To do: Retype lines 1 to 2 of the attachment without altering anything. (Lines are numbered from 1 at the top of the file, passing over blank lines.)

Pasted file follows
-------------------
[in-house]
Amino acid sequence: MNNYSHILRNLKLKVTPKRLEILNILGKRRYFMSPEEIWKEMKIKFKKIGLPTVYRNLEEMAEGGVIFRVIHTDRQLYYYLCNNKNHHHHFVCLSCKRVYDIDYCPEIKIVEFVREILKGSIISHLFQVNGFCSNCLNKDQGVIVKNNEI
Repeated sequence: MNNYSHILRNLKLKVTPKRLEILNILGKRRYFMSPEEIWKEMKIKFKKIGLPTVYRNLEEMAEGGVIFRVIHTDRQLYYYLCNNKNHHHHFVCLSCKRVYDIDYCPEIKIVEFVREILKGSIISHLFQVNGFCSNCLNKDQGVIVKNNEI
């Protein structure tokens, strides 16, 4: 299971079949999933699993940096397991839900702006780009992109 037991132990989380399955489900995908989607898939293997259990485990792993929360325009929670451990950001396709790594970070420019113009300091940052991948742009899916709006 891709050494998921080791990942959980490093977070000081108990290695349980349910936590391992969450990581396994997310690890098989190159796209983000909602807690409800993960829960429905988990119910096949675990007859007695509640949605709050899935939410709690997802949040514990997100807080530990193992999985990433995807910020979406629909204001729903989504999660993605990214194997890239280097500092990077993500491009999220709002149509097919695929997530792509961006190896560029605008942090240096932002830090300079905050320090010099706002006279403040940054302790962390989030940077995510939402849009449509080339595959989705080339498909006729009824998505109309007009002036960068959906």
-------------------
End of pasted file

[in-house]
Amino acid sequence: MNNYSHILRNLKLKVTPKRLEILNILGKRRYFMSPEEIWKEMKIKFKKIGLPTVYRNLEEMAEGGVIFRVIHTDRQLYYYLCNNKNHHHHFVCLSCKRVYDIDYCPEIKIVEFVREILKGSIISHLFQVNGFCSNCLNKDQGVIVKNNEI